How the U.S. can better counter political warfare

Political warfare is a term often used to describe measures that fall short of conventional warfare. These can include political, informational, military and economic measures to influence, coerce, intimidate or undermine U.S. interests or those of friends and allies. These efforts can include cyber warfare, propaganda and disinformation campaigns, economic sanctions and even a state-sponsored biker gang. The United needs to improve the ways it combats adversaries adept at using political warfare tactics to achieve their goals and undermine U.S. interests and allies, according to a new RAND study.

The United States needs to improve the ways it combats adversaries adept at using political warfare tactics to achieve their goals and undermine U.S. interests and allies, according to a new study from the RAND Corporation.

Political warfare is a term often used to describe measures that fall short of conventional warfare. These can include political, informational, military and economic measures to influence, coerce, intimidate or undermine U.S. interests or those of friends and allies. These efforts can include cyber warfare, propaganda and disinformation campaigns, economic sanctions and even a Russian state-sponsored biker gang.

Political warfare is as old as war itself; the United States has used it to protect its interests since the Revolutionary War. However, following the end of the Cold War, the United States has gotten “rusty” at this deliberate tool of statecraft and needs to adapt to how adversaries such as Russia, Iran and the Islamic State in Syria and the Levant are wielding it to advance their goals, said Linda Robinson, lead author of the study and a senior international policy analyst at RAND, a nonprofit research organization.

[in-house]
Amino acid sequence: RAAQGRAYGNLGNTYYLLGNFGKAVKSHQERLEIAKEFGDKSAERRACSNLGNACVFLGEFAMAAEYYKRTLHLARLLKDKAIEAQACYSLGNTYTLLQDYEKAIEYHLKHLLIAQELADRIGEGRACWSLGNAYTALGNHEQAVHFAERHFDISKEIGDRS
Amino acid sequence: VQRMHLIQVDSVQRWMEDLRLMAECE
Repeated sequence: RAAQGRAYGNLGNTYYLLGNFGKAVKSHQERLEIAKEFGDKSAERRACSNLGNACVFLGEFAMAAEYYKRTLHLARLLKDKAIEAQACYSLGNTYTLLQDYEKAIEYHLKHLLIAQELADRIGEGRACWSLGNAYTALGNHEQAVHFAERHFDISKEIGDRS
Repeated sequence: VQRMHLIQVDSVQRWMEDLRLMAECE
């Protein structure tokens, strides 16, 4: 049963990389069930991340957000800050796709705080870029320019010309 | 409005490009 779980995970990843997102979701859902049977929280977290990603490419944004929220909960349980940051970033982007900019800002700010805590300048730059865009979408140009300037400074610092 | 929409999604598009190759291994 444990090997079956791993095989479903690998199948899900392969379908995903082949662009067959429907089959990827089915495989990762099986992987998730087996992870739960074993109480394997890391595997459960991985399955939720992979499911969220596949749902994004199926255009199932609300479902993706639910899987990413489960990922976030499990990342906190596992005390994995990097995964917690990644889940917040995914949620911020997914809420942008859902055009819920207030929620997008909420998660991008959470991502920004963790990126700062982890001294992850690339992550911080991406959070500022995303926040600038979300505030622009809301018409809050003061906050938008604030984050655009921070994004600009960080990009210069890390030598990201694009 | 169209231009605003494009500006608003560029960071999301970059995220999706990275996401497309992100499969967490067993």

“Political warfare tactics are often subtle, more ambiguous forms of conflict, which can sow conflict, weaken, destabilize and disrupt,” Robinson said. “One example is Russia’s rapid annexation of the Crimea without resorting to all-out warfare and its campaign to disrupt Estonia via cyber warfare, employing agitators and keeping Russian-speaking Estonians on a steady diet of Russian propaganda from Russian media outlets. We see other countries, for example Iran and China, increasingly resort to such nonmilitary tactics to advance their objectives and impede their adversaries.”

RAND says that the RAND study examines political warfare as it is practiced today by both state and nonstate actors and provides recommendations for how the U.S. government and its allies can most effectively respond to or engage in this type of conflict to protect U.S. interests. Once practiced mainly by state actors, modern communications and weapons technology have made it increasingly easy for nonstate actors such as ISIL to gain unprecedented reach, Robinson said.

Three case studies are examined in the report: two examining current strategies and practices by state actors—Russia and Iran—and one examining a nonstate actor, ISIL.



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